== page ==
Roger K. Howard, 50, Englewood, Colorado, pled guilty recently before U.S. District Court Judge R. Brooke Jackson to three counts of wire fraud and one count of money laundering. Howard, who is free on bond, is scheduled to be sentenced by Judge Jackson on August 26, 2013. Howard’s co-defendant, Oai Quang Luong, pled guilty to three counts of wire fraud on May 22, 2013, and is scheduled to be sentenced on August 15, 2013. Howard and Luong were indicted by a federal grand jury in Denver on January 25, 2012. According to the facts contained in the indictment as well as the stipulated facts contained in the plea agreement, in 2006 and 2007, Howard devised and participated in three similar but separate mortgage fraud schemes. The first and larger scheme involved the sales of 26 town homes in a development known as Oliveglen Villas, East Princeton Place, Aurora, Colorado.
The second scheme involved the sale of a residence in Castle Rock, Colorado, and the third a house in Denver, Colorado.
During the relevant times, Howard operated under the business names of Spring Creek Mortgage Real Estate Services and Open Range Development LLC. Howard controlled bank accounts in the names of both companies. Also at the relevant time, Howard’s co-defendant, Oai Luong, worked for a company that processed mortgage loan applications on behalf of potential home buyers. Both Howard and Luong had offices in the same building in Centennial, Colorado.
By the middle of 2006, the developer of Oliveglen Villas had accumulated an inventory of unsold town homes. At that time, two real estate agents attempted to obtain the right to buy some of the town homes, but they were unsuccessful. The agents then were referred to Howard, who told them that he could arrange for individuals, whom he described as investors, to purchase the properties. In August 2006, Howard asked Luong to obtain the $250,000, and Luong did so using funds loaned by another individual. Howard persuaded 17 individuals, his so-called investors, to purchase the town homes.
Howard arranged for the individuals to obtain the mortgage loans, and, in doing so, he knowingly caused the applications for those mortgages to include false or misleading information or omit material information. Many of the applications overstated borrowers’ monthly incomes, often claiming incomes were more than double the actual amounts. Loan applications also contained false information about borrowers’ assets, usually bank account balances. As part of the mortgage application process, a borrower obtained from his or her bank a form known as a Request for Verification of Deposit (VOD), which verified the balance of an account.
In this case, VODs were misleading because Howard and others working at his direction arranged for bank account balances to be inflated temporarily; that is, money was deposited into the accounts and, after the balances were verified and the VODs were completed, the money was withdrawn. All the town home sales prices were supported by appraisals, most of which were done by an associate of Howard’s, which he told the appraiser the amount he wanted.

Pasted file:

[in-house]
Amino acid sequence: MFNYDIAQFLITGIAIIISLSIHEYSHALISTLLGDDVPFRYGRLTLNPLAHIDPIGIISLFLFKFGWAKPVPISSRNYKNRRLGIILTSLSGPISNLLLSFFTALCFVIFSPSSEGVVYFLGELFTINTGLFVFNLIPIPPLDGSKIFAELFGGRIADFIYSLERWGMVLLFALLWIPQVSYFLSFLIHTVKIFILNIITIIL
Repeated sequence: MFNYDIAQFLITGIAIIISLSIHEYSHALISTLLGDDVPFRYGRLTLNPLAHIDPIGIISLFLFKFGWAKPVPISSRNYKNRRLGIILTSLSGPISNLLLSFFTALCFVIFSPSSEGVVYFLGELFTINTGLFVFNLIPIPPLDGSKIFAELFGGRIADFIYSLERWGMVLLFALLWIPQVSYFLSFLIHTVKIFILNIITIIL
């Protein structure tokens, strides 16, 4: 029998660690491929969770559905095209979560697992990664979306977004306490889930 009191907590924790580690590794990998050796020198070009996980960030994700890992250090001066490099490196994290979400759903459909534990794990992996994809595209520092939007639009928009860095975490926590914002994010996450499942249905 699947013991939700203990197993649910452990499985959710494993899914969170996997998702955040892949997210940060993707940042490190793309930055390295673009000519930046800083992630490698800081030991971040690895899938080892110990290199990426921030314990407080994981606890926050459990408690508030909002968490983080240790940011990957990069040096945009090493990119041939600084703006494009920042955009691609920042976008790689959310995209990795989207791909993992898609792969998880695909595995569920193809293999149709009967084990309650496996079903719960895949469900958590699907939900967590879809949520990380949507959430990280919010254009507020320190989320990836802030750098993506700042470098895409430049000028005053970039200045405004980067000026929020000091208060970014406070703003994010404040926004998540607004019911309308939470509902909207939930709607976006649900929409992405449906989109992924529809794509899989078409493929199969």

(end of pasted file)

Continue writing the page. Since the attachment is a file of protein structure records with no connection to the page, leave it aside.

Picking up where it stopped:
For each closing, the closing agent prepared a settlement statement reflecting that the disbursements of loan proceeds included a payment from Seller’s Funds at Settlement to Open Range Development. These payments were the service fees mentioned in the contract with the developer; they ranged from $85,700 to $117,204. After the closings, Howard used some of that money to make payments to all but one of the buyers, but those payments were not disclosed to the lenders or their underwriters.
Howard for a time wrote checks payable to the borrowers to cover the differences between rental incomes and mortgage payments, but he stopped doing so on April 19, 2007. A few borrowers thereafter used their own money to make mortgage payments, but eventually all the mortgages went into default and the lenders foreclosed. At that point, there were about 12 different lenders holding the mortgages on the town homes, and they lost approximately $7,609,729.31.
Wire fraud carries a penalty of not more than 20 years in federal prison and a fine of up to $250,000 per count. Money laundering carries a penalty of not more than 10 years in federal prison and a fine of up to $250,000 per count.
United States Attorney’s Office, IRS-Criminal Investigation, and the Federal Bureau of Investigation announced the guilty plea.
This case was investigated by agents with Internal Revenue Service Criminal Investigation (IRS-CI) and the Federal Bureau of Investigation (FBI).